Death Cafe Austin, the details

Death Cafe Austin is scheduled the first Wednesday of every month at 6:30pm.


Starting in January 2016, Death Cafe Austin will be held at:

Life in the City Church, 205 E. Monroe

(location previously was Grace United Methodist Church)


Parking is free on the south side of Monroe (don’t park on the north side) and in the lot on the north side of Christ Lutheran church at 300 East Monroe.


For More Information:

Lost?  Call Joe at 512-587-9792.  He’ll help you find it.

Questions?  Call Brooks (moderator) at (512)444-8100.

Also, check the Death Cafe Austin Facebook Page

A Call to Action: Funeral Choice AT RISK

Legislation pending in Virginia threatens families’ rights to hold home funerals, proposed by a Senator who gasp is also a funeral director.

And who stands to directly benefit, along with his cronies, from such an unreasonable and unsupportable restriction of the current rights of citizens.

Watch and learn:



For further information:  an op-ed explaining various angles (and the realities of the risks) of home funerals .

Specifically, from the article:

Legal requirements that human remains must be embalmed or refrigerated after death are classic examples of industry rent-seeking. By requiring “refrigeration,” particularly at a specific temperature, rather than simply permitting cooling via dry ice or other means, these states place heavy burdens on families and religious communities that want to care for remains at home.


The Centers for Disease Control (CDC) reports that “[t]here is no direct risk of contagion or infectious disease from being near human remains for people who are not directly involved … handling dead bodies.” The CDC further advises that those directly handling human remains can protect themselves from potential bacteria and viruses by wearing gloves and washing their hands. “The sight and smell of decay are unpleasant,” the CDC advises, “but they do not create a public health hazard.” The World Health Organization (WHO) agrees. “The widespread belief that corpses pose a major health risk is inaccurate. Especially if death resulted from trauma, bodies are very unlikely to cause outbreaks of diseases…” The WHO also advises that “[d]ead or decayed human bodies do not generally create a serious health hazard, unless they are polluting sources of drinking-water…”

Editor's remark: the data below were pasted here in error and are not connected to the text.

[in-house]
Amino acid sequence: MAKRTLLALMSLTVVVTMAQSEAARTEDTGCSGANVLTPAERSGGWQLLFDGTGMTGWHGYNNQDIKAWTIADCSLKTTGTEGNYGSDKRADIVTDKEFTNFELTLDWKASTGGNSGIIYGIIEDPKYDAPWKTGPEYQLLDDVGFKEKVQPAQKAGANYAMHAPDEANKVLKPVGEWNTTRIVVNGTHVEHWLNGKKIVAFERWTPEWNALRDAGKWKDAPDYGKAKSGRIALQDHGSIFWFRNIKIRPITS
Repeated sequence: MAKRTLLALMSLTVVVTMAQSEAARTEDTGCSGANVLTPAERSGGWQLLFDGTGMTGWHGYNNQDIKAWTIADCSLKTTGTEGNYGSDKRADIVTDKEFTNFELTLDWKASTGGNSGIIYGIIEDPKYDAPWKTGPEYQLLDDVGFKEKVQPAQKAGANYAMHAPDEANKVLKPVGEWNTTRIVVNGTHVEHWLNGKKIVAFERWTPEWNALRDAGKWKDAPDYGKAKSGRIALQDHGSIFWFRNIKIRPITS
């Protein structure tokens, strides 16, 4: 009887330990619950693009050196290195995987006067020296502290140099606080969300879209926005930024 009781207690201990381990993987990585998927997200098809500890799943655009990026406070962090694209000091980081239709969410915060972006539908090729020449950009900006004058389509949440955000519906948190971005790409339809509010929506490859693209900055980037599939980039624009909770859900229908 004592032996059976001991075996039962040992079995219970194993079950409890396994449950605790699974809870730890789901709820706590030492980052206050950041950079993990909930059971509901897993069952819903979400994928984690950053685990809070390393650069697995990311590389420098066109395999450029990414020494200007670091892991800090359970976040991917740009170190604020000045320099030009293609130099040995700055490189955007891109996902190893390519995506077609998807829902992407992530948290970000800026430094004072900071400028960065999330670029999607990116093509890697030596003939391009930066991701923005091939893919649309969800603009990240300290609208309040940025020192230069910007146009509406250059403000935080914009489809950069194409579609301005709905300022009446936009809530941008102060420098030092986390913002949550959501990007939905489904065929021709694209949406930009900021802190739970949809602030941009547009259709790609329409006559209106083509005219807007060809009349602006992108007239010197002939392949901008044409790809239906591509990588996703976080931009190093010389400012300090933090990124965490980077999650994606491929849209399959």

But if Sen. Alexander from Virginia has his way, all that medical opinion and fact around dead body care won’t matter–that you are required by law to buy (expensive) refrigeration from a funeral home will be the only fact in play.

And don’t think for a minute that legislators bought and paid for by big funeral conglomerates and lobbying groups don’t have a list of states to try and push this kind of robbery through next…

Shocked? Angry?  I sure am!    So what can we do?

  1. Sign the petition requesting the governor not sign the bill if it makes it to his desk.
  2. If you live in Virginia, contact your congresswomen immediately to let them know of your opposition to this bill, as it’s currently in committee in the house.   Also, contact your governor and let your displeasure be heard there as well.
  3. If you live elsewhere, keep a watchful eye in your own state for attempts to pass ridiculous rules such as these.   In Delaware, recent changes make it a misdemeanor to share information about funeral home pricing with anyone else with the intent to direct their business.  Never mind that you legally have to be given the information for free when you ask–if you share it with anyone else, you are a criminal.